Where there’s no will, there’s no way
By Caring Times editor GEOFF HODGSON
In a care home, the intergenerational relationships that matter are the ones between residents and staff. Visits by local schoolchildren are seen as news, with press releases being issued, acknowledging the novelty. We are all cheered by the sight of children enchanting residents with their energy, innocence and ready acceptance but really, this week it was a visit to a care home, next week they’ll be going to Argos to see what consumerism is all about. With some laudable exceptions this kind of intergenerational interaction is token and piecemeal.
Many societies have a deep and sincere respect for their elderly members hard-wired into their culture; China, the African sub-continent, native Australians and native Americans come immediately to mind. This cannot be said of the UK, certainly not if we use the way we have allowed successive governments to treat them as a yardstick.
Some sociologists argue that western civilisations have achieved their material and technological advancement in large part by resiling from their commitment to those individuals who, for reasons of age or infirmity, cannot compete in a society where material success is the overarching imperative and whose usefulness is no longer apparent.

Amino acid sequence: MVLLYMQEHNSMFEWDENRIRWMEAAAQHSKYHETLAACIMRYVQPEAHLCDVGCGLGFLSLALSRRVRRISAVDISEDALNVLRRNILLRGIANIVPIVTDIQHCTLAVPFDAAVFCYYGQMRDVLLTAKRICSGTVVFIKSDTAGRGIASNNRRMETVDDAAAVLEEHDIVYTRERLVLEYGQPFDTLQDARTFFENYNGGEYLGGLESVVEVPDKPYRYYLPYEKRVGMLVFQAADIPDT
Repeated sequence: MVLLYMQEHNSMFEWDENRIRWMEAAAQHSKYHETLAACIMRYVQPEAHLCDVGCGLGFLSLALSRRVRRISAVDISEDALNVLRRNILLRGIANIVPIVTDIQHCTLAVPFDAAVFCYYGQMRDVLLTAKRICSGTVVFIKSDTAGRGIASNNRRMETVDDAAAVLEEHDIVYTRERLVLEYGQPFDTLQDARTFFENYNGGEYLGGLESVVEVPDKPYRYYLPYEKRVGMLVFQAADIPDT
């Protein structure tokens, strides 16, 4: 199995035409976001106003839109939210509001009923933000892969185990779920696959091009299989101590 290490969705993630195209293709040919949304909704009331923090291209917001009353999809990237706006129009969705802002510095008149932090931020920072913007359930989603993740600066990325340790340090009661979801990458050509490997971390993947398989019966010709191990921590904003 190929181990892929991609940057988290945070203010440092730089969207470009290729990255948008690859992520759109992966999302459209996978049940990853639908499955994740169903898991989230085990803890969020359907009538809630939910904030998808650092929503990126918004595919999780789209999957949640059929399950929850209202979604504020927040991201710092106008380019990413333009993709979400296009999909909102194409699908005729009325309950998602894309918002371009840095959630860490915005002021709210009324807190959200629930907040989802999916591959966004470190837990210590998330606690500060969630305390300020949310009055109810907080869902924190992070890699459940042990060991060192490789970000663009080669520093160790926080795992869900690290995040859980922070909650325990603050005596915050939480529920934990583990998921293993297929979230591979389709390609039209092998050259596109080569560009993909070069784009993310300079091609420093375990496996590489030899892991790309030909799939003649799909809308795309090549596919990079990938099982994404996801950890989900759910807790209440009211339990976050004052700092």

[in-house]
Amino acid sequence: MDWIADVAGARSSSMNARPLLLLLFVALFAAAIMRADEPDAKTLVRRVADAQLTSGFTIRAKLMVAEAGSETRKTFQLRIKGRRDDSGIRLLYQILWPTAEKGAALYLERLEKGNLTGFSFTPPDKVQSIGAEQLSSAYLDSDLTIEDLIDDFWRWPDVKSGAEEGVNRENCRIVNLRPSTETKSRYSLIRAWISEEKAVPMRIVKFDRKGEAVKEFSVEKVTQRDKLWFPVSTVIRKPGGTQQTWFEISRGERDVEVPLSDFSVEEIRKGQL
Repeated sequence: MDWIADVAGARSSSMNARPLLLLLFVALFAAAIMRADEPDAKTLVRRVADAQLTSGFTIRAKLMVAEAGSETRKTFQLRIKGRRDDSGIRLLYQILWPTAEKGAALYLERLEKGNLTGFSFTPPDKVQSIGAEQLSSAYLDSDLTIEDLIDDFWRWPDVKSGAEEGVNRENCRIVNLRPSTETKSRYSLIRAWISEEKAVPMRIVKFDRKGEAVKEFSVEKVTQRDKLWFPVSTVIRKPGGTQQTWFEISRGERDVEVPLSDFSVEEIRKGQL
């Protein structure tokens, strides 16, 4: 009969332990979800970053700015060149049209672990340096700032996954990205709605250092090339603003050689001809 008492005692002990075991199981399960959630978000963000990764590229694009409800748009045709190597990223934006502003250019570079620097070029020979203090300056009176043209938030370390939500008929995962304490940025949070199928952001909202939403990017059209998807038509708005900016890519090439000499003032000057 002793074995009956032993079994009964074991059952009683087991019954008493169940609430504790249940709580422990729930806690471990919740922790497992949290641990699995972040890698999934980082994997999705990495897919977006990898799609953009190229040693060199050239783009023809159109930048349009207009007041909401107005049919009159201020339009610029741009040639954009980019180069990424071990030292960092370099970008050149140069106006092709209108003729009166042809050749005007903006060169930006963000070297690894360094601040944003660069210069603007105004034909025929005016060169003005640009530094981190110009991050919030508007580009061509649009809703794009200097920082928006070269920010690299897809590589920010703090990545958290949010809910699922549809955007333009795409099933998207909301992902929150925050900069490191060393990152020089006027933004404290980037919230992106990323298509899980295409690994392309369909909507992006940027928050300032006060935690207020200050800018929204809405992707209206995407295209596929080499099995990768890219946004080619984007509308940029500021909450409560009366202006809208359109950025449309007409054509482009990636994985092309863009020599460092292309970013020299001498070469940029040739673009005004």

Our own inertia seems to support this; the real cost of renewing the commitment to caring for frail elderly people may be one that society is unwilling to bear. But we should bear in mind that when we ourselves are left bereft of physical and mental capacity and competence, when we find ourselves having to be grateful for a grudgingly-given ration of inadequate care and support, the knowledge that our situation is part of the price to be paid for the ‘good years’ will be cold comfort.
Our monarch talks today and my money’s on another fudge. Surprise me, your majesty.
- The CT Blog is written in a personal capacity – comments and opinions expressed are not necessarily endorsed or supported by Caring Times.